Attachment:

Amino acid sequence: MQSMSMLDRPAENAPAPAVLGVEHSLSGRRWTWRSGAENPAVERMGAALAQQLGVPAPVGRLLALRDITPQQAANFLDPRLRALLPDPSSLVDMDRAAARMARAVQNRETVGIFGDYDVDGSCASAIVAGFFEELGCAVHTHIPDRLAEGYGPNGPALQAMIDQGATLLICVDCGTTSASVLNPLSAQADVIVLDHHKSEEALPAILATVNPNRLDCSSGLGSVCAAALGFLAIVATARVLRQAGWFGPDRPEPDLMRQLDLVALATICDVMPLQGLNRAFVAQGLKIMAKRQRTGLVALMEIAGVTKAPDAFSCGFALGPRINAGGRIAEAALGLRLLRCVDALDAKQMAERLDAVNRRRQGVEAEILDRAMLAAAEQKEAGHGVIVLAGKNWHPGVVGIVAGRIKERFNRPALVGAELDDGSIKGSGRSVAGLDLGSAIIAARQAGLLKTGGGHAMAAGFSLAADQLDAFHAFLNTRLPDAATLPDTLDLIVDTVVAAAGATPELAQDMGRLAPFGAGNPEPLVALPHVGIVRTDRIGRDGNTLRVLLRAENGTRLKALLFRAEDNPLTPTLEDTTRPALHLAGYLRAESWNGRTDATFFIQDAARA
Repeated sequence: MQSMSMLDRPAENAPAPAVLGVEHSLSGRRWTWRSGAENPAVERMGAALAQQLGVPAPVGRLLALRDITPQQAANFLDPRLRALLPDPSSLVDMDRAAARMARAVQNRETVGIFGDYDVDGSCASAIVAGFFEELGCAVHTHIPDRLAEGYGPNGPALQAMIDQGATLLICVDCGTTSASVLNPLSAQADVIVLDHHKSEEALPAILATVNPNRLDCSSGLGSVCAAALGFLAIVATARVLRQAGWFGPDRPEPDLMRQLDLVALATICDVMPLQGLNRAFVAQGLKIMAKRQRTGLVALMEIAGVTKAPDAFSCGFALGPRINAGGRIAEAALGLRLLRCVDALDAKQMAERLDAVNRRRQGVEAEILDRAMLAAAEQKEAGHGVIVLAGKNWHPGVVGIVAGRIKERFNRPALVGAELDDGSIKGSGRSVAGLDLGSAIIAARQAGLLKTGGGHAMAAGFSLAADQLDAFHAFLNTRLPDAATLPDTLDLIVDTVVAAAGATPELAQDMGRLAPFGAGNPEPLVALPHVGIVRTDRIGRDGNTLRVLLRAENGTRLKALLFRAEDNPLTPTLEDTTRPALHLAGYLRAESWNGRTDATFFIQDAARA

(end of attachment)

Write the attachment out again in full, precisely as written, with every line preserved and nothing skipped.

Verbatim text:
Amino acid sequence: MQSMSMLDRPAENAPAPAVLGVEHSLSGRRWTWRSGAENPAVERMGAALAQQLGVPAPVGRLLALRDITPQQAANFLDPRLRALLPDPSSLVDMDRAAARMARAVQNRETVGIFGDYDVDGSCASAIVAGFFEELGCAVHTHIPDRLAEGYGPNGPALQAMIDQGATLLICVDCGTTSASVLNPLSAQADVIVLDHHKSEEALPAILATVNPNRLDCSSGLGSVCAAALGFLAIVATARVLRQAGWFGPDRPEPDLMRQLDLVALATICDVMPLQGLNRAFVAQGLKIMAKRQRTGLVALMEIAGVTKAPDAFSCGFALGPRINAGGRIAEAALGLRLLRCVDALDAKQMAERLDAVNRRRQGVEAEILDRAMLAAAEQKEAGHGVIVLAGKNWHPGVVGIVAGRIKERFNRPALVGAELDDGSIKGSGRSVAGLDLGSAIIAARQAGLLKTGGGHAMAAGFSLAADQLDAFHAFLNTRLPDAATLPDTLDLIVDTVVAAAGATPELAQDMGRLAPFGAGNPEPLVALPHVGIVRTDRIGRDGNTLRVLLRAENGTRLKALLFRAEDNPLTPTLEDTTRPALHLAGYLRAESWNGRTDATFFIQDAARA
Repeated sequence: MQSMSMLDRPAENAPAPAVLGVEHSLSGRRWTWRSGAENPAVERMGAALAQQLGVPAPVGRLLALRDITPQQAANFLDPRLRALLPDPSSLVDMDRAAARMARAVQNRETVGIFGDYDVDGSCASAIVAGFFEELGCAVHTHIPDRLAEGYGPNGPALQAMIDQGATLLICVDCGTTSASVLNPLSAQADVIVLDHHKSEEALPAILATVNPNRLDCSSGLGSVCAAALGFLAIVATARVLRQAGWFGPDRPEPDLMRQLDLVALATICDVMPLQGLNRAFVAQGLKIMAKRQRTGLVALMEIAGVTKAPDAFSCGFALGPRINAGGRIAEAALGLRLLRCVDALDAKQMAERLDAVNRRRQGVEAEILDRAMLAAAEQKEAGHGVIVLAGKNWHPGVVGIVAGRIKERFNRPALVGAELDDGSIKGSGRSVAGLDLGSAIIAARQAGLLKTGGGHAMAAGFSLAADQLDAFHAFLNTRLPDAATLPDTLDLIVDTVVAAAGATPELAQDMGRLAPFGAGNPEPLVALPHVGIVRTDRIGRDGNTLRVLLRAENGTRLKALLFRAEDNPLTPTLEDTTRPALHLAGYLRAESWNGRTDATFFIQDAARA